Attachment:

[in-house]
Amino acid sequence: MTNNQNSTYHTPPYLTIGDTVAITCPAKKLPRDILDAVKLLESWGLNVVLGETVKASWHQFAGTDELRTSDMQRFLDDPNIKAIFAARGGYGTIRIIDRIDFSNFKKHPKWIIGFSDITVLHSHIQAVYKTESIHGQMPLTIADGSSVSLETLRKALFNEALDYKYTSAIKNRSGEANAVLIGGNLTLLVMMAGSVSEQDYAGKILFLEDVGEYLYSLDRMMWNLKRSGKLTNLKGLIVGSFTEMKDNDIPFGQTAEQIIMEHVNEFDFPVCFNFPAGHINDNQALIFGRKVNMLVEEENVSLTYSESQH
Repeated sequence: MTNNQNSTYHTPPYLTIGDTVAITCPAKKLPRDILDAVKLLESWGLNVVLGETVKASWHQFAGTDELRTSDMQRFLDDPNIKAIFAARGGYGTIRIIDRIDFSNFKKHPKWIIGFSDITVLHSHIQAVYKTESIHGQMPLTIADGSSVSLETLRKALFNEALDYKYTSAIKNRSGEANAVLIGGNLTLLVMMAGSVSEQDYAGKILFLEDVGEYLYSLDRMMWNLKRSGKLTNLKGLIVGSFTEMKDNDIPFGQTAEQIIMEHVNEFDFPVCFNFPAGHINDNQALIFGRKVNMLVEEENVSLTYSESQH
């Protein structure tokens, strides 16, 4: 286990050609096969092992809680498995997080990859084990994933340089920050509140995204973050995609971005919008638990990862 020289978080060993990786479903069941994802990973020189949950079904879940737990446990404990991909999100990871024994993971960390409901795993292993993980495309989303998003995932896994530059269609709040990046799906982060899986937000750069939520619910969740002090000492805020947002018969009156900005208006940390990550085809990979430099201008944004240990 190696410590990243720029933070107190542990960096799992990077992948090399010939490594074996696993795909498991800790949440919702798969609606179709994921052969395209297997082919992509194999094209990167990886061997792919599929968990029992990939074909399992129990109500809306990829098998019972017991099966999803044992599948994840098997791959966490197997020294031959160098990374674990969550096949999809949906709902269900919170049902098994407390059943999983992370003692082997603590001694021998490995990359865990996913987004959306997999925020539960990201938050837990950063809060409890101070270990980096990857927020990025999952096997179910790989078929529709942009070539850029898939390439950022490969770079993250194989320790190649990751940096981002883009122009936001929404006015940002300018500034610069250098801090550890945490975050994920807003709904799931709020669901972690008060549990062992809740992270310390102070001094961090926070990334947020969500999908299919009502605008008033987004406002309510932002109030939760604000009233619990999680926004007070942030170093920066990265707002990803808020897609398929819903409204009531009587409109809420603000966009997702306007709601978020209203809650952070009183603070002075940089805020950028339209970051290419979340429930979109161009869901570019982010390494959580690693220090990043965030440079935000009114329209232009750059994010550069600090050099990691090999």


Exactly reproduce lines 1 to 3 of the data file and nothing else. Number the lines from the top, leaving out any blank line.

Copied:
[in-house]
Amino acid sequence: MTNNQNSTYHTPPYLTIGDTVAITCPAKKLPRDILDAVKLLESWGLNVVLGETVKASWHQFAGTDELRTSDMQRFLDDPNIKAIFAARGGYGTIRIIDRIDFSNFKKHPKWIIGFSDITVLHSHIQAVYKTESIHGQMPLTIADGSSVSLETLRKALFNEALDYKYTSAIKNRSGEANAVLIGGNLTLLVMMAGSVSEQDYAGKILFLEDVGEYLYSLDRMMWNLKRSGKLTNLKGLIVGSFTEMKDNDIPFGQTAEQIIMEHVNEFDFPVCFNFPAGHINDNQALIFGRKVNMLVEEENVSLTYSESQH
Repeated sequence: MTNNQNSTYHTPPYLTIGDTVAITCPAKKLPRDILDAVKLLESWGLNVVLGETVKASWHQFAGTDELRTSDMQRFLDDPNIKAIFAARGGYGTIRIIDRIDFSNFKKHPKWIIGFSDITVLHSHIQAVYKTESIHGQMPLTIADGSSVSLETLRKALFNEALDYKYTSAIKNRSGEANAVLIGGNLTLLVMMAGSVSEQDYAGKILFLEDVGEYLYSLDRMMWNLKRSGKLTNLKGLIVGSFTEMKDNDIPFGQTAEQIIMEHVNEFDFPVCFNFPAGHINDNQALIFGRKVNMLVEEENVSLTYSESQH